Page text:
15) EVAN ROBERTS ON "THE BEGINNING OF THE WELSH REVIVAL OF 1904"
16) REUBEN A. TORREY ON "THE COMING TWENTIETH-CENTURY REVIVAL"
17) INVITATION TO SUBSCRIBE

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1) THE PUBLISHER ON "RECOGNIZING REAL REVIVAL"

Revivals are something I have seen a number of times through many years of ministry. They are sovereign, no one can doubt that (though Finney felt they could be worked up--I think he failed to understand himself as a sovereign instrument in God's hands). They have a holy contagion about them--they spread in ways which are reminiscent of the spread of fire. The confession of sin is a feature of revivals often preceded with agonizing conviction. And they mark the human soul forever.

I had reserved the word "revival" for years--refusing to attribute revival to wonderful movings of the Holy Spirit which I had often seen. The first time I ever saw revival under this narrowest of definitions was in a church of about 250 people in which the order of service had given way to a long line of believers anxiously awaiting their turn at the microphone to confess their sins publicly. I knew intuitively that I was witnessing revival. It was an inner witness of the Spirit that no one had ever told me would come. But I knew--just as I knew that I was saved and had become a believer in Jesus Christ.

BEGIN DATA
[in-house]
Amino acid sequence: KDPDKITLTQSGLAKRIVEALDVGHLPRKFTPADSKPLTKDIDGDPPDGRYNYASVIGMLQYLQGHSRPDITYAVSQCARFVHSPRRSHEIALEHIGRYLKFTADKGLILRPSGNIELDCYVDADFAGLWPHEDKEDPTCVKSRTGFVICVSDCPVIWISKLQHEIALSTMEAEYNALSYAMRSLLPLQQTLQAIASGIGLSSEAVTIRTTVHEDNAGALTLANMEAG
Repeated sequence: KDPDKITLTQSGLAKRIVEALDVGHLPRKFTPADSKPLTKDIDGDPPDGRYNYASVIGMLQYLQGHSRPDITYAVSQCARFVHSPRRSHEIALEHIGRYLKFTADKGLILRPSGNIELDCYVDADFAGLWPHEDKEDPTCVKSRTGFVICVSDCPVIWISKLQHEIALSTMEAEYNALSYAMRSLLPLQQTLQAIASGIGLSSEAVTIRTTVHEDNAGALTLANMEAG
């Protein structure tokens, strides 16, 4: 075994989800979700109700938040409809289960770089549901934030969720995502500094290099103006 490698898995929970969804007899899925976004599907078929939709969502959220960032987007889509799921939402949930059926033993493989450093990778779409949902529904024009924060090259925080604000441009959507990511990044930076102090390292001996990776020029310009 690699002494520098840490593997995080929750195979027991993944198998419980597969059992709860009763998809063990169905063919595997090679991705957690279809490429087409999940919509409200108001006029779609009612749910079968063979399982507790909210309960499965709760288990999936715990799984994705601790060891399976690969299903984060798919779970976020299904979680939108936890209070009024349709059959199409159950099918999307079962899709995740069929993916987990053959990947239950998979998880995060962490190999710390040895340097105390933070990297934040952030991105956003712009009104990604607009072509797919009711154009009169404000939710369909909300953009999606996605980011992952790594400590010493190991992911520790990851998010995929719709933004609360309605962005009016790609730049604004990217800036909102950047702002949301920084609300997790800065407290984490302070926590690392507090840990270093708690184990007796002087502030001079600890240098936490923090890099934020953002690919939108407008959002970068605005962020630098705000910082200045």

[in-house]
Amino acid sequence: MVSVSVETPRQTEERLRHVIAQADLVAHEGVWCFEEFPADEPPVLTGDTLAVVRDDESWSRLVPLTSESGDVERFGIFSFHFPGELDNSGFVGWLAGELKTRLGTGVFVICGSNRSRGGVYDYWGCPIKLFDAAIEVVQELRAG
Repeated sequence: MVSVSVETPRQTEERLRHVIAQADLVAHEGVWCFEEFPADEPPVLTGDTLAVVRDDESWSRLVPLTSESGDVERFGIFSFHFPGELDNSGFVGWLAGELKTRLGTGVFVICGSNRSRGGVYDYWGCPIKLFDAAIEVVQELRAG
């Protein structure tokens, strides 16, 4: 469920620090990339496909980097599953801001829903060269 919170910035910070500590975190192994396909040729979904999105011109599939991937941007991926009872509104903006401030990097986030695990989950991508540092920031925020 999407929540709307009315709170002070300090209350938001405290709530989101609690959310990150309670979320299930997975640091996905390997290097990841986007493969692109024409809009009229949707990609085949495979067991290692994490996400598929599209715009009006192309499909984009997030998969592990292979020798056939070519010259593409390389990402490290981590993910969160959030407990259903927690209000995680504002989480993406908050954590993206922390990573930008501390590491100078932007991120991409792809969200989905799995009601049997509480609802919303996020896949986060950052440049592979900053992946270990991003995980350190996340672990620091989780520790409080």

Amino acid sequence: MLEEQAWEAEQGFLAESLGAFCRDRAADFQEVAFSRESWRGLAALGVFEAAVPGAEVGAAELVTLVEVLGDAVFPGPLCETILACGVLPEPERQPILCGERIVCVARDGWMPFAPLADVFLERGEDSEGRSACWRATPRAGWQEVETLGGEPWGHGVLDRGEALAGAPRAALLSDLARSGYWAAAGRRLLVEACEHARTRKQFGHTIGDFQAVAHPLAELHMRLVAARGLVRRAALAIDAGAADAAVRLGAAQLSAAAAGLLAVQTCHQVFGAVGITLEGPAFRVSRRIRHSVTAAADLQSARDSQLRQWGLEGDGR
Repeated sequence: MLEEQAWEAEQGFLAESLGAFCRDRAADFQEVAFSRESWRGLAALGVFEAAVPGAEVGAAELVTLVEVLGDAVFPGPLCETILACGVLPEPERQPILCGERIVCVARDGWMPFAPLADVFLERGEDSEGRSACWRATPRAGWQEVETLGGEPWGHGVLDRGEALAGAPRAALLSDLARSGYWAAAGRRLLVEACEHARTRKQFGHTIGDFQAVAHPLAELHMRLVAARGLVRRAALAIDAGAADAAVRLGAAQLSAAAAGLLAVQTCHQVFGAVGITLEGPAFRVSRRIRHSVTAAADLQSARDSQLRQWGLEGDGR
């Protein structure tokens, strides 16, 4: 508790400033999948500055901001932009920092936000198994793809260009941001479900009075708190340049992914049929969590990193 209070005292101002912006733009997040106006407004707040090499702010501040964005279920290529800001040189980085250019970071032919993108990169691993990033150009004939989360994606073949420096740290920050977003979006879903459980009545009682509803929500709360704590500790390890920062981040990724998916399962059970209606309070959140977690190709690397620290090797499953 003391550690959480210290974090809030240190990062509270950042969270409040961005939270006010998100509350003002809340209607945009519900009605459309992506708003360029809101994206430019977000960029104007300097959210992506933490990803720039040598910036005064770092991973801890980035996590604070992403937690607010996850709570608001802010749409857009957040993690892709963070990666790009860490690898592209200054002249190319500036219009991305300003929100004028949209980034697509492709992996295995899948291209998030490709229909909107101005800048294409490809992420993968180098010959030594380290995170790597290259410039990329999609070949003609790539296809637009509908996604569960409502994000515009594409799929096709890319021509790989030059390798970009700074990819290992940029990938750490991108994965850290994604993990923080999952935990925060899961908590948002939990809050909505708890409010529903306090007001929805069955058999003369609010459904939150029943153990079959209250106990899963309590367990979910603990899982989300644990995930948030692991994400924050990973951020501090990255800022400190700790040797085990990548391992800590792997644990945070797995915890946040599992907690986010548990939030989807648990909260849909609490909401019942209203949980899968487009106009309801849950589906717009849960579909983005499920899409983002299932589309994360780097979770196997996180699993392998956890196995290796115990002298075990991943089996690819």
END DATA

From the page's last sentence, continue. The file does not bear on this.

To see and experience revivals is a priceless honor in Christ's kingdom. Maybe a half dozen times in a lifetime it has happened to me. Nothing I know about on the current scene comes even close, I am sorry to say. The empty imitations abound on many sides. But revival tarries still--though it will come again. That we know from history.


2) THE EDITOR ON "REVIVE US AGAIN, O LORD!"

Last issue we focused on the danger of historical drift in the church. These next two issues we will focus on the antidote to historical drift--revival. This issue features historical descriptions and testimonies of revival, the next issue hindrances and catalysts to revival.